Sebaceous gland
Deep ateriovenous
Subcutaneous fat
Dermal nerve fibres
Eccrine sweat gland
Pacinian corpuscle
Hair follicle
Eccrine sweat duct
Eccrine sweat gland
Figure 3.1 Schematic figure of the structure of human skin layers. Adapted from
Madhero88 and M. Komorniczak, Skin Layers, Wikimedia Commons. [1]
The stratum granulosum is a thin layer above the stratum spinosum. It consists
of keratinocytes which have migrated from the lower layers but do not contain
nuclei and thus appear granular, hence they are sometimes called granular cells.
These cells release polar lipids into the extracellular space which are then converted
into nonpolar lipids and form a lipid barrier arranged parallel to the cell surface.
This hydrophobic lipid envelope is responsible for the skin’s barrier properties.
Some of these hydrophobic lipids include glycosphingolipids and phospholipids,
which are converted into ceramides and free fatty acids respectively. The granular
cells consist of a protein structure termed keratohyalin, which is rich in histidine
The Anatomy and Functions of Skin
and cysteine, and is involved in the keratinisation process and binding the keratin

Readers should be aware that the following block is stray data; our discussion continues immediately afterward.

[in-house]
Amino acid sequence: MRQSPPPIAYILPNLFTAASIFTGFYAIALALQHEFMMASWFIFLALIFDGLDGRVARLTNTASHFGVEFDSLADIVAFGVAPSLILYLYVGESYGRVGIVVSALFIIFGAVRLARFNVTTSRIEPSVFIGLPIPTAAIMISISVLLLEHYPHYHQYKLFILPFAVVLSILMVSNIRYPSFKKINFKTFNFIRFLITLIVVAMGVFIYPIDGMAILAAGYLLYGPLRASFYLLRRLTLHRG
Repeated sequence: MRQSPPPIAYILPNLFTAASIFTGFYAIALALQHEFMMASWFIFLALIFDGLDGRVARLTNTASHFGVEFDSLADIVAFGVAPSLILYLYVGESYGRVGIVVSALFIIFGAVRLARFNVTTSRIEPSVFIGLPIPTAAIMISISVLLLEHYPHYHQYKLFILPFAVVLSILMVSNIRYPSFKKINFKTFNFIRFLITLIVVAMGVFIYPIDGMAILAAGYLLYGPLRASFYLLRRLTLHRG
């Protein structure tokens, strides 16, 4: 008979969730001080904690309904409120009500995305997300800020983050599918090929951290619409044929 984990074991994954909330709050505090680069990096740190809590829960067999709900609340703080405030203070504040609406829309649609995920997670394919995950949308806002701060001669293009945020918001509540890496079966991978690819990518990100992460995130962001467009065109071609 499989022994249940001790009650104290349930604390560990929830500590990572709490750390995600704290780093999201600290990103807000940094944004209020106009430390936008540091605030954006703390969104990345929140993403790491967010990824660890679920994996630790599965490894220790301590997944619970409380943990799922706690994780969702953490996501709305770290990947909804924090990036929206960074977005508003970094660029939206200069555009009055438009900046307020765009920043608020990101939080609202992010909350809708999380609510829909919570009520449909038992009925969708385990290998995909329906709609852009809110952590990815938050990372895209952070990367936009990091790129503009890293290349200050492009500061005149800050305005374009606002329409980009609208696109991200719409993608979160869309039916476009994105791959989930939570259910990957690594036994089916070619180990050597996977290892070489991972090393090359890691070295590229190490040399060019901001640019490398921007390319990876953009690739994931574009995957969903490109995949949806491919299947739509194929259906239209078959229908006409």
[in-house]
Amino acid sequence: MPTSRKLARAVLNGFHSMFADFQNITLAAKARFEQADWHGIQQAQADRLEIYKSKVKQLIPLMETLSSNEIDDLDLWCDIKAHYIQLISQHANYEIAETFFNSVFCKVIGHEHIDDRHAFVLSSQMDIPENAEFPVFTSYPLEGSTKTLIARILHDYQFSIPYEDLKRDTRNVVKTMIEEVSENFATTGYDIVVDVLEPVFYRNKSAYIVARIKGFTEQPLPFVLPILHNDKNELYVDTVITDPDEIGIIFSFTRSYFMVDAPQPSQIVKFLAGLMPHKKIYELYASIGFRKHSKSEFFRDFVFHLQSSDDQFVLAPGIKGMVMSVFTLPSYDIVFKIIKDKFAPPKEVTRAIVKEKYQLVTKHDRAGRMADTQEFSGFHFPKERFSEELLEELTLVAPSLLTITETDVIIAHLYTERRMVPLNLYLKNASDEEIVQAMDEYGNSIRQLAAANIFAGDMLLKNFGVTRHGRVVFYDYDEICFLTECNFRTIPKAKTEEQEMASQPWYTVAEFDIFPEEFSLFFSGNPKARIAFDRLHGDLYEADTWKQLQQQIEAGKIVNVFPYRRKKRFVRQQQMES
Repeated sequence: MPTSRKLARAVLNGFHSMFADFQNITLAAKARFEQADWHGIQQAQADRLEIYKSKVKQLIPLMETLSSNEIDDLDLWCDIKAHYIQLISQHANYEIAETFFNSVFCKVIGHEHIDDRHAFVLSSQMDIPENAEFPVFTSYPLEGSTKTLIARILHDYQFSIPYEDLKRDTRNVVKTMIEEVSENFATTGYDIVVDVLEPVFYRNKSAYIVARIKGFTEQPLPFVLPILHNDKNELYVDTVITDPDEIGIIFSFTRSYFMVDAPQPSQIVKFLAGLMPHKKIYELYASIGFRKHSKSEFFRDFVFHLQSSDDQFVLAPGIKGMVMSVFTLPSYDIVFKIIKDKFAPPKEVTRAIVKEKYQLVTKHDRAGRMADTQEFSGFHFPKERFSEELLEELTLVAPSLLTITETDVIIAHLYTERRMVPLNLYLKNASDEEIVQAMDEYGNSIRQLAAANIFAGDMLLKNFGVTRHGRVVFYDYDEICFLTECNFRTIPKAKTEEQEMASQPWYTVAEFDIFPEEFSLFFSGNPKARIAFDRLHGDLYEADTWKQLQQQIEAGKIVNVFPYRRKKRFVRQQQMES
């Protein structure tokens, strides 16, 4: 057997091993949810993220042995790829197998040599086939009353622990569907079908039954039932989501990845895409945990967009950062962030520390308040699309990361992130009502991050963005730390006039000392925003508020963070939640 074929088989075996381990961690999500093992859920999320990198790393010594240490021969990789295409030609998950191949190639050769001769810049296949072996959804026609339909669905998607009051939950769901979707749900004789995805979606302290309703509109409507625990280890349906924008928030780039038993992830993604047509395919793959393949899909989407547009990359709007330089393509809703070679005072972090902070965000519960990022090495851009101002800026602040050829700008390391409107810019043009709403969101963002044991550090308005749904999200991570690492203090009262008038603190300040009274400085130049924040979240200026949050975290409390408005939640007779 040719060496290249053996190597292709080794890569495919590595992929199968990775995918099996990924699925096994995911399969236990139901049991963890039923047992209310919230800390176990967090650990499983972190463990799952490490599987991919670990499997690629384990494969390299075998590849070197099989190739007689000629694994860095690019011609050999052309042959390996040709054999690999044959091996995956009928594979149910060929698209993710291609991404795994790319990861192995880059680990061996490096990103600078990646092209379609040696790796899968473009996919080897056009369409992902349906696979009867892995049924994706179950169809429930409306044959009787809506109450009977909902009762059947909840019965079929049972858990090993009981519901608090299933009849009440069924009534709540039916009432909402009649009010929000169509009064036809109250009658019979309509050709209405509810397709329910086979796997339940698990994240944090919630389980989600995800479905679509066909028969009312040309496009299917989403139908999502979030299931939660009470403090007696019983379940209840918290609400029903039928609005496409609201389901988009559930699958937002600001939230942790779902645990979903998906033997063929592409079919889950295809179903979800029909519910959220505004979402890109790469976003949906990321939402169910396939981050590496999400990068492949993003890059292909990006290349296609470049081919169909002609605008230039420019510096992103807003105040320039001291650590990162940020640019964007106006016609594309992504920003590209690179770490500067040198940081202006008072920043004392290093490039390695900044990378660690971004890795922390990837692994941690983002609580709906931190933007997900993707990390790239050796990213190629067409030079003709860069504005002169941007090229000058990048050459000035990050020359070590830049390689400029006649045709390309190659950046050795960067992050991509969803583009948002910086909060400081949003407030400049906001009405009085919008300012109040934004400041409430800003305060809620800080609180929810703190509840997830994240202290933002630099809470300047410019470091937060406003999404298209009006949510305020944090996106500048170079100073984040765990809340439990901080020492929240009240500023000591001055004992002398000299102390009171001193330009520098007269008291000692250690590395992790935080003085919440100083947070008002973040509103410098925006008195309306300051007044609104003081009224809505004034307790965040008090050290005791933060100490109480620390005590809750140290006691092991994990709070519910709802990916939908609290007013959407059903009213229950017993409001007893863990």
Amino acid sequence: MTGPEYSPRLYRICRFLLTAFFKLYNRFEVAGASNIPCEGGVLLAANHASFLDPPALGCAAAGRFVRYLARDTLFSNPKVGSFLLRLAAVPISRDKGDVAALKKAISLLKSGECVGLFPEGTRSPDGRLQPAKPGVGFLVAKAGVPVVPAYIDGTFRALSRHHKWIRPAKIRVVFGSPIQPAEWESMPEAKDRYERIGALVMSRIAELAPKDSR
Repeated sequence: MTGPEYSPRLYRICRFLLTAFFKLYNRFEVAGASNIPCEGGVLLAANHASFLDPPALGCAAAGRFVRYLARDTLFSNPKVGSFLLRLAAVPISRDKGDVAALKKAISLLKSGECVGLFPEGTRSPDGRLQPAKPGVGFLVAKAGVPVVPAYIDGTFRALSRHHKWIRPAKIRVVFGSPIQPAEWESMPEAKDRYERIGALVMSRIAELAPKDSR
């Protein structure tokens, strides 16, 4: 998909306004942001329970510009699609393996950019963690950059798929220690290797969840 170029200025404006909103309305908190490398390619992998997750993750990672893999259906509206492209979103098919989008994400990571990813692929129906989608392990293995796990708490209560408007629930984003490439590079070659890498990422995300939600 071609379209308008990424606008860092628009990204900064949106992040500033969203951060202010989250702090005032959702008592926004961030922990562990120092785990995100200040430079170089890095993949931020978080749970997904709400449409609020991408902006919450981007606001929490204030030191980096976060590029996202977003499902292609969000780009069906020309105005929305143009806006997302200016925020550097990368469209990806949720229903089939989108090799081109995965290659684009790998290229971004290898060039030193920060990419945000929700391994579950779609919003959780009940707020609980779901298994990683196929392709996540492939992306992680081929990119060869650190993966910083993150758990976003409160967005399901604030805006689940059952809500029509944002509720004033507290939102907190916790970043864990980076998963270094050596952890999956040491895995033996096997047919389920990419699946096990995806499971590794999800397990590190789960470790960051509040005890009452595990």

filaments together. Keratin is a water-repellent protein that gives the epidermis its
toughness and protective quality. The spinous layer, called the stratum spinosum,
consists of polyhedral keratinocytes with large nuclei and is active in synthesising
cytokeratin filaments, a fibrillar protein which forms tonofibrils that converge to
create desmosomes; these structures allow strong cell-to-cell connections between
adjacent keratinocytes. This layer is enriched with polar lipids, glycosphingolipids,
free sterols, phospholipids and catabolic enzymes. Langerhans cells, which are
mainly found in this layer, are immunologically active and protect the body from
infection by capturing and processing antigens. The basal layer or stratum basale
mainly consists of proliferating and nonproliferating keratinocytes attached to the
basement membrane, which separates the dermis from the epidermis. Melanocytes,
Langerhans cells and Merkel cells are other cells found in this layer. Melanin,
the pigment primarily responsible for skin colour is produced by melanocytes;
melanin also protects skin from the damaging effects of ultraviolet (UV) radiation.
The number of melanocytes is greater in facial skin and outer arm skin; they also
increase upon chronic exposure to light. However, the number of melanocytes is
similar for white and black skin. Merkel cells are associated with the sense of touch
and the discrimination of shapes and textures; they are found in large numbers in
touch-sensitive sites such as the fingertips and lips. The epidermis is an avascular
tissue containing approximately 95% keratinocytes, which are differentiated and
delaminate from the basement membrane migrating upwards through the layers